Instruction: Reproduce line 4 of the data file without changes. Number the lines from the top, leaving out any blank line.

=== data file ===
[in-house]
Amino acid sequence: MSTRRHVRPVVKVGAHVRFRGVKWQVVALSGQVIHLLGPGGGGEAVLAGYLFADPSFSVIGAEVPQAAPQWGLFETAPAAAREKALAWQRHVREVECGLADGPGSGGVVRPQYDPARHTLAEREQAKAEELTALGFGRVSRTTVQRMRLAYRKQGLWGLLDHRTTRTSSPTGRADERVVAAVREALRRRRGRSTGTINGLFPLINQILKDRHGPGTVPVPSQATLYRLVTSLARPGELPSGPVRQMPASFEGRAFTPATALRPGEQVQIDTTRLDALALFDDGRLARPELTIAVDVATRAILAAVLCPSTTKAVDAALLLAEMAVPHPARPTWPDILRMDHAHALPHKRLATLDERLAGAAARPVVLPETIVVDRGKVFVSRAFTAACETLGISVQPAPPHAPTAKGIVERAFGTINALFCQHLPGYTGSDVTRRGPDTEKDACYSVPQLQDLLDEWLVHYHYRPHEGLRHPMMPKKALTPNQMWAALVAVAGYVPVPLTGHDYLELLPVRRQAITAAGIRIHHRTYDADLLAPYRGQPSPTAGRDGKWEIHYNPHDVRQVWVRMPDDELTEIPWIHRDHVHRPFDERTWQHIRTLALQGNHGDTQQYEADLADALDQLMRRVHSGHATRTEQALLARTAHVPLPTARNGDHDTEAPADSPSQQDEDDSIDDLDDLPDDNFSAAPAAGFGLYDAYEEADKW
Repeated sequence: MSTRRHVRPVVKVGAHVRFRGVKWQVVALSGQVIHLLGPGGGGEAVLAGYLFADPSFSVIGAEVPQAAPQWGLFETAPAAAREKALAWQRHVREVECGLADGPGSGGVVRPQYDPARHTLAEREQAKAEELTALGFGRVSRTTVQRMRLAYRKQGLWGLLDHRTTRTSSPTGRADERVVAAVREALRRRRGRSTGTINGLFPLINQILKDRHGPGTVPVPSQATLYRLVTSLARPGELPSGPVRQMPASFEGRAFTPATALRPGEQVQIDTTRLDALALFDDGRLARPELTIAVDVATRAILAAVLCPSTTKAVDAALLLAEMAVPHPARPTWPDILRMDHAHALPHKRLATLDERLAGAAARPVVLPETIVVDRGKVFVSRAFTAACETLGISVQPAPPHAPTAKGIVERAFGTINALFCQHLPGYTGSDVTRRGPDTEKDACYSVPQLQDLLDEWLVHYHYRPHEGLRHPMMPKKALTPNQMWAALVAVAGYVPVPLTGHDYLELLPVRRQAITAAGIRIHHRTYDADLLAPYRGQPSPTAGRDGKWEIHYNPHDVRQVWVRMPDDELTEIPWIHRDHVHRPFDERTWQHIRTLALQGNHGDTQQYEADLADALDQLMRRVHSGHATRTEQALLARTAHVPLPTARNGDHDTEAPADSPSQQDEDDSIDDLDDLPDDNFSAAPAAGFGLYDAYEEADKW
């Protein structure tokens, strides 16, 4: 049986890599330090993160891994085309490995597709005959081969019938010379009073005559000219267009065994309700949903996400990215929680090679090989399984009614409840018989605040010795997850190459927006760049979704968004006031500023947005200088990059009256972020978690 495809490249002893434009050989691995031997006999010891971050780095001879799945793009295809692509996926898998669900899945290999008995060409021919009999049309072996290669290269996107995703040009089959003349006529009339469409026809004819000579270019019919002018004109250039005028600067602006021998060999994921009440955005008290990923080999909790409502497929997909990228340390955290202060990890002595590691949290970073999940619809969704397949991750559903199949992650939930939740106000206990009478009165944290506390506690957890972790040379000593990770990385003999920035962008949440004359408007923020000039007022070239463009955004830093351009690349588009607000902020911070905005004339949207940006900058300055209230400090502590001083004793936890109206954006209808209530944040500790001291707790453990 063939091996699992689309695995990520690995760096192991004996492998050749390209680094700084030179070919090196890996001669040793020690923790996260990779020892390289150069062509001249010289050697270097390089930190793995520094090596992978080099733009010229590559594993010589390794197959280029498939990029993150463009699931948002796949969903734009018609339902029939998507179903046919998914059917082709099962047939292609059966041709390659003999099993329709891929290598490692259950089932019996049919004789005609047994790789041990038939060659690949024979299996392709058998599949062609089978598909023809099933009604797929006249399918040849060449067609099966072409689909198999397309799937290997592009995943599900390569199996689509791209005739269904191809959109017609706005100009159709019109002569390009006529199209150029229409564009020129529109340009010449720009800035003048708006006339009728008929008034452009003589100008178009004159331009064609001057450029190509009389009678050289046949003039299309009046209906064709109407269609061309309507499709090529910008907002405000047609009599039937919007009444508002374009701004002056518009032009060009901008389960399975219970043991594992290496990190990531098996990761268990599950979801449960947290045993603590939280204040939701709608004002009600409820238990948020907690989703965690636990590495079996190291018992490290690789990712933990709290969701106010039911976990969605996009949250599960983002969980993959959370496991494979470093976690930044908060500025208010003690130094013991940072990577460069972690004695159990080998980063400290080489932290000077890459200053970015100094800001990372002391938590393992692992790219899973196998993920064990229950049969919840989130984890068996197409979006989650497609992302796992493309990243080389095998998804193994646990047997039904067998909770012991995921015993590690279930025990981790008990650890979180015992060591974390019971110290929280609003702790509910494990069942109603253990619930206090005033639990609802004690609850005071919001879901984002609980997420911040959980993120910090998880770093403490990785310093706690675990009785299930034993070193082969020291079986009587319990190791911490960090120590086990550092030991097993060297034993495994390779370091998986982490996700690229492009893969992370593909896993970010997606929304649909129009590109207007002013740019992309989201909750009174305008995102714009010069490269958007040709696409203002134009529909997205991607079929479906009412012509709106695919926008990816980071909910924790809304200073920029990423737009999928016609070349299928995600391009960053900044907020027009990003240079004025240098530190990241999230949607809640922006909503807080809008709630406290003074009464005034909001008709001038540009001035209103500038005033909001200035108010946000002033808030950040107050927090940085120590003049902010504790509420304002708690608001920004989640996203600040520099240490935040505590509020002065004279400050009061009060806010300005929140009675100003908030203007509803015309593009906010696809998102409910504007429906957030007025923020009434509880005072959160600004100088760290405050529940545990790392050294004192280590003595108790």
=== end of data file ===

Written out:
């Protein structure tokens, strides 16, 4: 049986890599330090993160891994085309490995597709005959081969019938010379009073005559000219267009065994309700949903996400990215929680090679090989399984009614409840018989605040010795997850190459927006760049979704968004006031500023947005200088990059009256972020978690 495809490249002893434009050989691995031997006999010891971050780095001879799945793009295809692509996926898998669900899945290999008995060409021919009999049309072996290669290269996107995703040009089959003349006529009339469409026809004819000579270019019919002018004109250039005028600067602006021998060999994921009440955005008290990923080999909790409502497929997909990228340390955290202060990890002595590691949290970073999940619809969704397949991750559903199949992650939930939740106000206990009478009165944290506390506690957890972790040379000593990770990385003999920035962008949440004359408007923020000039007022070239463009955004830093351009690349588009607000902020911070905005004339949207940006900058300055209230400090502590001083004793936890109206954006209808209530944040500790001291707790453990 063939091996699992689309695995990520690995760096192991004996492998050749390209680094700084030179070919090196890996001669040793020690923790996260990779020892390289150069062509001249010289050697270097390089930190793995520094090596992978080099733009010229590559594993010589390794197959280029498939990029993150463009699931948002796949969903734009018609339902029939998507179903046919998914059917082709099962047939292609059966041709390659003999099993329709891929290598490692259950089932019996049919004789005609047994790789041990038939060659690949024979299996392709058998599949062609089978598909023809099933009604797929006249399918040849060449067609099966072409689909198999397309799937290997592009995943599900390569199996689509791209005739269904191809959109017609706005100009159709019109002569390009006529199209150029229409564009020129529109340009010449720009800035003048708006006339009728008929008034452009003589100008178009004159331009064609001057450029190509009389009678050289046949003039299309009046209906064709109407269609061309309507499709090529910008907002405000047609009599039937919007009444508002374009701004002056518009032009060009901008389960399975219970043991594992290496990190990531098996990761268990599950979801449960947290045993603590939280204040939701709608004002009600409820238990948020907690989703965690636990590495079996190291018992490290690789990712933990709290969701106010039911976990969605996009949250599960983002969980993959959370496991494979470093976690930044908060500025208010003690130094013991940072990577460069972690004695159990080998980063400290080489932290000077890459200053970015100094800001990372002391938590393992692992790219899973196998993920064990229950049969919840989130984890068996197409979006989650497609992302796992493309990243080389095998998804193994646990047997039904067998909770012991995921015993590690279930025990981790008990650890979180015992060591974390019971110290929280609003702790509910494990069942109603253990619930206090005033639990609802004690609850005071919001879901984002609980997420911040959980993120910090998880770093403490990785310093706690675990009785299930034993070193082969020291079986009587319990190791911490960090120590086990550092030991097993060297034993495994390779370091998986982490996700690229492009893969992370593909896993970010997606929304649909129009590109207007002013740019992309989201909750009174305008995102714009010069490269958007040709696409203002134009529909997205991607079929479906009412012509709106695919926008990816980071909910924790809304200073920029990423737009999928016609070349299928995600391009960053900044907020027009990003240079004025240098530190990241999230949607809640922006909503807080809008709630406290003074009464005034909001008709001038540009001035209103500038005033909001200035108010946000002033808030950040107050927090940085120590003049902010504790509420304002708690608001920004989640996203600040520099240490935040505590509020002065004279400050009061009060806010300005929140009675100003908030203007509803015309593009906010696809998102409910504007429906957030007025923020009434509880005072959160600004100088760290405050529940545990790392050294004192280590003595108790």